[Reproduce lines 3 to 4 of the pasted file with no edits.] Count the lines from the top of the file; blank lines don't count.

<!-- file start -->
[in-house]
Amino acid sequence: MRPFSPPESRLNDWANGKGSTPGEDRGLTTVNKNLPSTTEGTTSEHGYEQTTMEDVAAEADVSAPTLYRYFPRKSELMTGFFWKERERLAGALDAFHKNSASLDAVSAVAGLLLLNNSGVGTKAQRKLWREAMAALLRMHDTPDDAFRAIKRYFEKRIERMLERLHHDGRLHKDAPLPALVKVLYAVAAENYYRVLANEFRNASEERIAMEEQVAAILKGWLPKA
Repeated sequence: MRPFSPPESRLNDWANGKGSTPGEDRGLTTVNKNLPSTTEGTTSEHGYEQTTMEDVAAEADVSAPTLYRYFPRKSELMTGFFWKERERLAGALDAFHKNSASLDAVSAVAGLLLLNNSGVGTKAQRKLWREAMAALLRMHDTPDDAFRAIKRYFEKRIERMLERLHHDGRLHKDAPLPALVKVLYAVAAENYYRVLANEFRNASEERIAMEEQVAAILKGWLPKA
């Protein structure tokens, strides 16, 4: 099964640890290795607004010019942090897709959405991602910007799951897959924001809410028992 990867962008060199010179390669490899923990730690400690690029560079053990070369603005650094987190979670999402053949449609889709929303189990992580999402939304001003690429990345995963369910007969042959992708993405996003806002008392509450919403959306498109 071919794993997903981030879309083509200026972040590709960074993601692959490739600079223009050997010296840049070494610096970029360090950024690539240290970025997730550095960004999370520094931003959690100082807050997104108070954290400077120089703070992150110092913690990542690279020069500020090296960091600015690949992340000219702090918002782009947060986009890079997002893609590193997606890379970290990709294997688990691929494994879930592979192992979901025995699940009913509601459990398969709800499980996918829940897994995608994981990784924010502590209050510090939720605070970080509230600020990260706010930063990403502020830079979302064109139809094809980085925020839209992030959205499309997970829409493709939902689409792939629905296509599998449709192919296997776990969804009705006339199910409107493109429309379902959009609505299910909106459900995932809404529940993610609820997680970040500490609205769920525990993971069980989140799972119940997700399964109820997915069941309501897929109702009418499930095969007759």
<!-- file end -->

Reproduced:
Repeated sequence: MRPFSPPESRLNDWANGKGSTPGEDRGLTTVNKNLPSTTEGTTSEHGYEQTTMEDVAAEADVSAPTLYRYFPRKSELMTGFFWKERERLAGALDAFHKNSASLDAVSAVAGLLLLNNSGVGTKAQRKLWREAMAALLRMHDTPDDAFRAIKRYFEKRIERMLERLHHDGRLHKDAPLPALVKVLYAVAAENYYRVLANEFRNASEERIAMEEQVAAILKGWLPKA
């Protein structure tokens, strides 16, 4: 099964640890290795607004010019942090897709959405991602910007799951897959924001809410028992 990867962008060199010179390669490899923990730690400690690029560079053990070369603005650094987190979670999402053949449609889709929303189990992580999402939304001003690429990345995963369910007969042959992708993405996003806002008392509450919403959306498109 071919794993997903981030879309083509200026972040590709960074993601692959490739600079223009050997010296840049070494610096970029360090950024690539240290970025997730550095960004999370520094931003959690100082807050997104108070954290400077120089703070992150110092913690990542690279020069500020090296960091600015690949992340000219702090918002782009947060986009890079997002893609590193997606890379970290990709294997688990691929494994879930592979192992979901025995699940009913509601459990398969709800499980996918829940897994995608994981990784924010502590209050510090939720605070970080509230600020990260706010930063990403502020830079979302064109139809094809980085925020839209992030959205499309997970829409493709939902689409792939629905296509599998449709192919296997776990969804009705006339199910409107493109429309379902959009609505299910909106459900995932809404529940993610609820997680970040500490609205769920525990993971069980989140799972119940997700399964109820997915069941309501897929109702009418499930095969007759």